When it comes to long-term flood prevention, it’s probably best to leave those complex solutions to the professionals. But any Houston resident can help reduce residential street flooding. It’s as simple as sweeping.
Just in time for hurricane season, Houston Public Works and Keep Houston Beautiful are asking Houstonians to pitch in to keep our city’s storm drainage system flowing free from obstructions like litter and yard debris.
The new Adopt-A-Drain program requires little effort, but could positively impact taxpayers, employees and the environment.
Adopt-A-Drain participants pledge to clean 10 feet on both sides of their adopted drain at least four times per year. To clean the drains, you only need basic household tools like a broom, shovel, gloves and a compostable yard waste bag.
The program, which was developed from a 2017 Hackathon project, is intended to enhance resident engagement, prevent flooding, and defray costs of storm sewer maintenance. The city spends $13 million a year on storm drain maintenance, inspection and repairs, according to a Houston Public Works press release.
“Anyone in the community can help by adopting a drain and promising to keep it free from leaves and trash, especially before it rains,” Mayor Sylvester Turner said. “These are just small actions that can add up to make a big difference for our entire city.”
Houston Public Works Director Carol Haddock said Houstonians can help the city prepare for hurricane season.
"We know that there will be another storm, and this program will make a daily difference in the lives of our residents by making sure that your storm drainage system is ready for the next storm," Haddock said.
The program caught on quickly, after officials announced it in April. In the last two months, 1,135 drains have been adopted. Officials say that can make a real difference along city streets where the adopted drains are. But with more than 75,000 storm drains eligible for adoption, there’s a long way to go.
Driving the program’s popularity is the ability for participants to name their drain. Media outlets caught wind and published lists of funny drain names. (See our favorite drain names in the sidebar.) Unfortunately, the name game was temporarily spoiled when participants spiced up their drain names with profanity and adult content. The interactive Adopt-A-Drain website is still available, but the full list of names is not visible to the public.
All fun and games aside, the Houston Public Works expects participants to take their responsibility seriously.
Braxton Coles, maintenance manager for Houston Public Works Storm Sewer Section, said his team is responsible for maintaining all underground drainage in the City of Houston’s 650 square miles including about 155,000 inlets and nearly 100,000 manholes.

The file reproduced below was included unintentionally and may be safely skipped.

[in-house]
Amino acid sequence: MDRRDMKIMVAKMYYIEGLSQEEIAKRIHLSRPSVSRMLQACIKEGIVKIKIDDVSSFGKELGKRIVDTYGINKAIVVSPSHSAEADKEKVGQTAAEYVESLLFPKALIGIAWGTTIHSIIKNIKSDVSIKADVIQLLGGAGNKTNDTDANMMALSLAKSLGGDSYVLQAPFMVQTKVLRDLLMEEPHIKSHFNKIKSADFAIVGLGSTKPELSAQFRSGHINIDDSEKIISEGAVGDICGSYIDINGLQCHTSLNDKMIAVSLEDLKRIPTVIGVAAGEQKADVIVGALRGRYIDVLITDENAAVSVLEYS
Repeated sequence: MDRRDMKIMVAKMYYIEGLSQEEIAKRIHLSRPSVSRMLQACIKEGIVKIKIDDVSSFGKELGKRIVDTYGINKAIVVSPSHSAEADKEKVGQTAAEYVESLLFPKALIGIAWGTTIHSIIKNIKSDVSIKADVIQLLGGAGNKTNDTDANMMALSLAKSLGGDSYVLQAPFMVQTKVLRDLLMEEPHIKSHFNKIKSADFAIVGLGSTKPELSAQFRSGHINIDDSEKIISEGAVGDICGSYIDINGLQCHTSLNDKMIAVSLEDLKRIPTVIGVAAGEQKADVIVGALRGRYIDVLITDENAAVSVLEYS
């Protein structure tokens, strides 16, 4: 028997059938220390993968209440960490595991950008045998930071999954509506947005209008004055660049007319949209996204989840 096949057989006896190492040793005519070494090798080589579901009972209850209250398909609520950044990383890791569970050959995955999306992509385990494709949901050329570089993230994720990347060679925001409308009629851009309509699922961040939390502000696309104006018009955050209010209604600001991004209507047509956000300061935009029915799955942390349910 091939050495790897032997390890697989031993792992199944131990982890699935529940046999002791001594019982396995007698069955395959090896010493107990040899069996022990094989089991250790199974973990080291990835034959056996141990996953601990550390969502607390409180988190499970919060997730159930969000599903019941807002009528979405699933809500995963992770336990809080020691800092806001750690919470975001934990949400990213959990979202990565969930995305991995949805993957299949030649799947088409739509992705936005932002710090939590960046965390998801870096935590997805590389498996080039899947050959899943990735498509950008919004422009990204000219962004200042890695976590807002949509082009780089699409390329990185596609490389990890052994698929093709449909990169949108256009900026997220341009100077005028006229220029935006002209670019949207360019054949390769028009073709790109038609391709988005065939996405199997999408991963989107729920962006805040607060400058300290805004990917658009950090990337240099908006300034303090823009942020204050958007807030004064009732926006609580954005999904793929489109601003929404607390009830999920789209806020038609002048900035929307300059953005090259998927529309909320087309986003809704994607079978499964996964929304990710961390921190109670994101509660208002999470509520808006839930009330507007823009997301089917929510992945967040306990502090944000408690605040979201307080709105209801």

“It’s impossible for us to inspect them all every year,” Coles said. “Just like there can’t be a police officer on every corner, we are asking for Houstonians to help us in their own neighborhoods.
“We want this program to catch on everywhere; we need it everywhere,” Coles said. “We live here, and this is our city, too. We care just as much about Sunnyside as the Heights, we care just as much about Fifth Ward as Tanglewood. We want everybody to get on board.”
The Adopt-A-Drain program is seeking volunteers, but Coles pointed out that city ordinance states that curbs, gutters, sidewalks roadside ditches are the abutting property owners’ responsibility to maintain.
“This is part of basic home maintenance that most people already do,” Coles said. “You should know not to let leaves, grass and trash accumulate around your storm drain. Check your inlets on a regular basis. Add it to yard maintenance routine, if you see grass clippings or debris, sweep them up. It doesn’t take but a couple of minutes to make sure drains are clear so the water can flow.”
“We’re not asking you to get out there with a jackhammer or backhoe, but if there is trash in the gutter, clean it up,” Coles said. “If the rain comes, trash is going to go into the storm sewer and could eventually drain into lakes or Galveston Bay, where it becomes a drinking water issue or hazard for wildlife.”
In addition to trash, Coles said grass, leaves and mud can be especially stubborn to remove if left to accumulate in drain grates.
“Once grass gets down into the drain, it sticks just like a brick out on the bottom of the drain. Leaves are worse,” Coles said. “We get inspection service requests about inlets that are flooded, and we send out an inspector just to find out the flooding is caused by surface debris that could easily be swept away. It’s a waste of city resources.”
Watch this promotional video from Houston Public Works